[Outlook]An era of their own

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[Outlook]An era of their own

Choi Yang-lak, an old-time comedian, has come back. He is suddenly one of the most sought-after people on Korean Internet portals. Why do major TV stations want him again? It seems related to a retro trend in entertainment. The music program of another middle-aged star, Bae Chul-soo, has also been moved to prime time.

Comics who were popular in the 1980s and 1990s have come back one after another. Some female comedians like Park Mi-sun have continued to be popular. But her husband, Lee Bong-won, was once a top star and has not been on TV for a long time. Now he is appearing on major channels. Middle-aged stars making comebacks are symbolic of a wider societal trend. Lee made people laugh by saying, “The era of ajumma [middle-aged women] is over and the era of ajeossi [middle-aged men] has begun.”

Why are TV programs reaching out to older stars? TV’s influence is diminishing because youths don’t watch as much TV as their elders did when they were young.

Ironically, with the advent of the digital broadcasting era, the digital generation has started to break away from TV. Teenagers and youths in their 20s prefer the Internet or computer games.

TV is not the only media they are turning away from. Consumption by people in their 20s is going down, from newspapers to books, music CDs and concert tickets. In the intellectual sphere of media and culture, those in their 20s have already become the minority.

They also are not active in intellectual debate. Politically, they have become powerless 20-somethings. Financially, they are labeled the “880,000 won generation,” meaning that their average monthly wage is about $640.

While those in their 20s don’t have much consumer power, those in their 30s do. The latter is from the analog generation and was politically active when they were college students. They maintained their influence in the digital era. Particularly, mothers in their 30s and 40s use the Internet to find information about how to care for their children.

When IPTV becomes commonplace, mothers will be even smarter. These people with strong political and financial power are capable of recreating the world as they see fit.

One wonders then why the digital generation does not take a central role in the digital era. Why is the digital generation still governed by the analog generation? Is it because the digital generation does not exert political power?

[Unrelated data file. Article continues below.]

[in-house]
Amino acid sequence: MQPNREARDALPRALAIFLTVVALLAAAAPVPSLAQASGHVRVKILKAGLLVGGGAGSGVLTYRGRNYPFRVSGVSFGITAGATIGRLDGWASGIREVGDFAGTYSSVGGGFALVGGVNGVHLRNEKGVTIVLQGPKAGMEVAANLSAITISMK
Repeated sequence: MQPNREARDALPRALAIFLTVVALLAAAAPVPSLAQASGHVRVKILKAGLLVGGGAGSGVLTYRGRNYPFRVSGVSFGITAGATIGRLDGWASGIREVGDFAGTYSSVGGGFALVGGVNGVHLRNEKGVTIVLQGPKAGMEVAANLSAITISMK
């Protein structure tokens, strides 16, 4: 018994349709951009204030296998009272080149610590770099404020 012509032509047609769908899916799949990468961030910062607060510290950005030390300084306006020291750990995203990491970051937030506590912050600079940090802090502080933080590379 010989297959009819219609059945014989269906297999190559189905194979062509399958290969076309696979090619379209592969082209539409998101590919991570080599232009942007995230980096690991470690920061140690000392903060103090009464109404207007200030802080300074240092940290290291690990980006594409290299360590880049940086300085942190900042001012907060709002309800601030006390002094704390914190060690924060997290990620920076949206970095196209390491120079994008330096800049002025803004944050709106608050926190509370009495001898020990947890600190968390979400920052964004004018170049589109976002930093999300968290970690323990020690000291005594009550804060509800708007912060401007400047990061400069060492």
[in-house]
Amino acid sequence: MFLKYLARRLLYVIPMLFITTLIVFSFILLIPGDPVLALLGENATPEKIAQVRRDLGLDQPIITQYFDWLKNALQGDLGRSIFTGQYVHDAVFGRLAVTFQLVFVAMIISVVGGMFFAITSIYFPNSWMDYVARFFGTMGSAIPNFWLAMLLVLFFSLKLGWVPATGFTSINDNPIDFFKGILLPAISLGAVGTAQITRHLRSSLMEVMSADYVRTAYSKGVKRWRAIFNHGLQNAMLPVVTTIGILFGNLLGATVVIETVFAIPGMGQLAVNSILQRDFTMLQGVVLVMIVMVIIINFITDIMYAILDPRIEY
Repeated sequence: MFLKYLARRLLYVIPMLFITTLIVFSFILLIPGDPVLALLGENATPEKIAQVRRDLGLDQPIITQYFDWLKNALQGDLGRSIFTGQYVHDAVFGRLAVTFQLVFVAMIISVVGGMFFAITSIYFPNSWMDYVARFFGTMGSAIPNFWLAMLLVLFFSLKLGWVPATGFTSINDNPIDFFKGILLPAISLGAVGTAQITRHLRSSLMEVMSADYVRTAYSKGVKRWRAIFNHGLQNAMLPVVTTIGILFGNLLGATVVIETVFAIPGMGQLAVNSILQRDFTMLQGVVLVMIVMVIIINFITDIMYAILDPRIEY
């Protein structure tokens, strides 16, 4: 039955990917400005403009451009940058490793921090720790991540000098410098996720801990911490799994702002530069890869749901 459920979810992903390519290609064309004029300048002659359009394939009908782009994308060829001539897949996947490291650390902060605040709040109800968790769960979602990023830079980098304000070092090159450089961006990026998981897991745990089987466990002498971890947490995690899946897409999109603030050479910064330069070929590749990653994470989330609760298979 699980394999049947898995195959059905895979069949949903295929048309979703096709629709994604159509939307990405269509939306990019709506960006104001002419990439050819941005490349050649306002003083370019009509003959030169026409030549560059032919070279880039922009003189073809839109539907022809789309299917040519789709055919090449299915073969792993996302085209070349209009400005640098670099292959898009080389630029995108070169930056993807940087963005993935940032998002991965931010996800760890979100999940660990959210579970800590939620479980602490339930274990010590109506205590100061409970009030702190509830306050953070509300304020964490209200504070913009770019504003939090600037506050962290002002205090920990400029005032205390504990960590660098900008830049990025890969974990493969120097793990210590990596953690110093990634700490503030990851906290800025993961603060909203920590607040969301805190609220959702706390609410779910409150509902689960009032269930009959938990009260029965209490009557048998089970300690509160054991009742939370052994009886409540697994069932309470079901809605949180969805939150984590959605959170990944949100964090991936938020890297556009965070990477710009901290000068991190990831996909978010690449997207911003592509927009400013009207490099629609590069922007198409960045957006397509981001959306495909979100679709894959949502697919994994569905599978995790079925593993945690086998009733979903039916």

There has never been a time when 20-somethings had financial power. Their power comes from their interest and engagement in political issues. Those now in their 30s began their era when they were in their 20s, using political power. A firm sense of political identity helped them remain powerful in the digital era as well.

In 1960, a legislative election was held on March 15. Charging that the election was corrupt, people, mostly college students, staged the April 19 revolution. From then until a 1963 protest against normalization of ties with Japan, those in their 20s controlled the entire country. These people were later called the April 19 generation, or the 63 generation, and have governed Korea for decades.

Twenty-five years later, in 1985, a legislative election was held on Feb. 12. The New Korea Democratic Party led by Kim Young-sam and Kim Dae-jung was reformed. Universities were given autonomy. University students and other youths did not miss their chance. From then until the June uprising that year, people in their 20s once again shook the whole country. Presidential candidates attended student conventions and events. The political assets that youths accumulated then still serve as a basis of power for those now in their 30s.

Fast forward another 25 years to the year 2010. Local elections will be held that year; there will be a legislative election and a presidential election. Those in their 20s must not miss their opportunity then. They must seek their due political influence and open their own era.

To demonstrate their political identity, they must vote. Writing comments on the Internet and attending candlelight vigils cannot serve as weapons to change the existing political order. No political weapon is more powerful than the vote.

President Barack Obama won the election because the digital generation voted for him. In the future, today’s youth will realize their era began in the 2008 presidential election. Young people must instill fear in political circles. Only then do they deserve a political voice.

The digital generation is much more strongly armed than the analog generation. The latter cannot beat the former, just as a horse cannot run faster than a car. What’s needed is to show their political power through votes. Then the era of the digital generation will begin.

The hour of battle is drawing near.

*The writer is a political consultant and the chief executive officer of Min Consulting. Translation by the JoongAng Daily staff.

by Park Sung-min
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